Then I made the most difficult call of all–the one to my wife: “I left my keys in the car and it’s been stolen.”

There was a moment of silence. I thought the call had been disconnected, but then I heard her voice. “Are you kidding me?” she said slowly, “I dropped you off!”

Now it was my turn to be silent. Embarrassed, I said, “Well, can you come and get me?”

She replied, “I will, as soon as I convince this cop that I didn’t steal your car!”

Welcome to the golden years…Not me! (yet)

For the Son of man is come to seek and to save that which was lost. (Luke 19:10)  Thank God He wasn’t talking about keys, but instead, about you and me.

Look for the Stars

When I consider your heavens, the work of your fingers, the moon and the stars, which you have set in place, what is mankind that you are mindful of them, human beings that you care for them? (Psalm 8:3-4)

You don’t have to sit outside in the dark.  But unless you do, you’ll never see the stars.

A piano holds endless music.  But it remains silent unless someone plays it.

A child has incredible potential with a reservoir of capability and creativity.  But adults must take the time to listen, train, encourage, correct, challenge, support and model.

Time, which is, by itself, directionless and vacant, can be filled with meaningful activities and personal accomplishments.  But to make that happen, you must think through a plan and then carry it through.

Your mind is a blank slate.  It will absorb whatever you feed it:  imaginary worries, fears, filthy and seductive thoughts, hours of television or games…or good books, stimulating conversations, exciting risks of faith and learning new skills.  The mind neither requires it nor demands it.  But, if you want to experience the joy of discovery and of learning new and doing exciting new things, you must put in the effort.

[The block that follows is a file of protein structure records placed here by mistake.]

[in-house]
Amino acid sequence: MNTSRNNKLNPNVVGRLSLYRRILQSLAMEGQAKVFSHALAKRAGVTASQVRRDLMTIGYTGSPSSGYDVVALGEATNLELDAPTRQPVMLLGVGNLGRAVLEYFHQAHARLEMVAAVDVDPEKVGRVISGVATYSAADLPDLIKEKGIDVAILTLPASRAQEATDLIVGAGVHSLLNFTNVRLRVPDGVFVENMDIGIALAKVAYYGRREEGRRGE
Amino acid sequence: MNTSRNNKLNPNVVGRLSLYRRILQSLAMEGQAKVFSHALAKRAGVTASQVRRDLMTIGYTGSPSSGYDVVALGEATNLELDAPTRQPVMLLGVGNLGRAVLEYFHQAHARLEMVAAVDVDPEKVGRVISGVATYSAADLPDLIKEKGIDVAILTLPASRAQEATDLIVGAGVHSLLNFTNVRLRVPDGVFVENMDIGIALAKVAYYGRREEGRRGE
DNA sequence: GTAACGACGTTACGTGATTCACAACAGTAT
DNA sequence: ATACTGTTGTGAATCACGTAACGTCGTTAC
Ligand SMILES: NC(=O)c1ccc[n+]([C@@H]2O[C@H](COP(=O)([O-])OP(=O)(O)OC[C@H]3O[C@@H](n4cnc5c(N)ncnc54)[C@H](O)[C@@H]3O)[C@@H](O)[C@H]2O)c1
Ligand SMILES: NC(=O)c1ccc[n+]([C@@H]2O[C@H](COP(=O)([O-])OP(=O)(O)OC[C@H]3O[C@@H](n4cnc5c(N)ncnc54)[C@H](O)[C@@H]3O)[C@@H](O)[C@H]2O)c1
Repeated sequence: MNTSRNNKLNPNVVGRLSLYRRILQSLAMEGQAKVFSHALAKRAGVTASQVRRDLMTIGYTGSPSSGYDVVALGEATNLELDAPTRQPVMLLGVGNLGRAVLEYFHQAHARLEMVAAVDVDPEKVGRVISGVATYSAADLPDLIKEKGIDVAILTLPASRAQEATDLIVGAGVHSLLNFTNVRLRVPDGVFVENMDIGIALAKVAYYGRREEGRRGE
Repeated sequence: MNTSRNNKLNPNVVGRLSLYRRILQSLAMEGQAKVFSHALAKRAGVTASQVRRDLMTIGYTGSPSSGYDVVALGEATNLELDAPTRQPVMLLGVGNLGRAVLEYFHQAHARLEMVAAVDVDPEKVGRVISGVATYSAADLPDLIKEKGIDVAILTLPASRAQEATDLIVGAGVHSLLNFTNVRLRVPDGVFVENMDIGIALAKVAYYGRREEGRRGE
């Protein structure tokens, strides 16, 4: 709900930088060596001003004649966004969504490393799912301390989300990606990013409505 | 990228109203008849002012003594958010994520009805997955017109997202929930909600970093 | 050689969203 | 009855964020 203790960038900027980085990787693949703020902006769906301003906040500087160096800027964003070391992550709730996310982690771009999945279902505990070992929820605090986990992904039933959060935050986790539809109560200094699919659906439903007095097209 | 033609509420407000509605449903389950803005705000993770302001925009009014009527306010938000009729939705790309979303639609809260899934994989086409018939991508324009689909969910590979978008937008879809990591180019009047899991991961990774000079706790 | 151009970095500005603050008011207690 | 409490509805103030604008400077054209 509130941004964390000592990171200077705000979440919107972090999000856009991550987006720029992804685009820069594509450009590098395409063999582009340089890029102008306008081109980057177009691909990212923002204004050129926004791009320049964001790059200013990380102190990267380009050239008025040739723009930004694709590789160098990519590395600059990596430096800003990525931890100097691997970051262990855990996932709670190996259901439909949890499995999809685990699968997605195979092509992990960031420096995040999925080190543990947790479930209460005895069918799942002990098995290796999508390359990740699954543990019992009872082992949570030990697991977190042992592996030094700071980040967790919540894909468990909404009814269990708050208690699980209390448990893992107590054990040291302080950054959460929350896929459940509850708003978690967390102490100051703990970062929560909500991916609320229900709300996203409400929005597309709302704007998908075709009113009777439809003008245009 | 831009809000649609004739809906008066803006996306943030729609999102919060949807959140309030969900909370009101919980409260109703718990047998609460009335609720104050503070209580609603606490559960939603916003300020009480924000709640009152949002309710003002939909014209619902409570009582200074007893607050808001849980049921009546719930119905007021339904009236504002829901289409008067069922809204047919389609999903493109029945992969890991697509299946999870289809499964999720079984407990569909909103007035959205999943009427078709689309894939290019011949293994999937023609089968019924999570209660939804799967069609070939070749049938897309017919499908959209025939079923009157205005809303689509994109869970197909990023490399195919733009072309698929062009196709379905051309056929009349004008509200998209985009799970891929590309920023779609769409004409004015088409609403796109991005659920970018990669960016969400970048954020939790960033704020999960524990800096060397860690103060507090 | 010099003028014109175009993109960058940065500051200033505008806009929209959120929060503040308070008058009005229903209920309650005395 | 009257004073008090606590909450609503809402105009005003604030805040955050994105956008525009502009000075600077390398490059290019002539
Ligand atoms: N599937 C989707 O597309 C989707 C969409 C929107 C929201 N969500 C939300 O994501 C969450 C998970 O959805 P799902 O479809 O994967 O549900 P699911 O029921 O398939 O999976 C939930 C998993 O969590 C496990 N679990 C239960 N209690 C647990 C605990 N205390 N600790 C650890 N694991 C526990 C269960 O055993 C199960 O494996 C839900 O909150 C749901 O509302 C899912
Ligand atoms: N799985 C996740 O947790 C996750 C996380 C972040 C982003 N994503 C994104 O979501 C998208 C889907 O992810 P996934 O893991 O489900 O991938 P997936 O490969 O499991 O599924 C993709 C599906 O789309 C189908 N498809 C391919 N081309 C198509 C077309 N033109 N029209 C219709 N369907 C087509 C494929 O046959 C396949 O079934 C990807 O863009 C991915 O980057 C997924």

So, what are you waiting for?

Miss U….

Precious in the sight of the Lord is the death of his saint. (Psalm 116:15)

Last night was the Greater Gardner Relay for Life.  It was a special time for us as my wife walked for the first time as a survivor.  It was also bittersweet because it was the first year that my late sister-in-law was not a member of one of the fund-raising teams.  This was always an exciting time for her and important because so many of her siblings and other family member have died of various types of cancer.  It brought to mind some of the many things we are missing since her death Christmas Eve.  Here are just a few of them in no particular order:

She would host Super Bowl parties at our house (while we were away vacation).

She would call in the middle of the night to let me know that the Red Sox had just done something great.

She would call in the early morning of every birthday and sing Happy Birthday.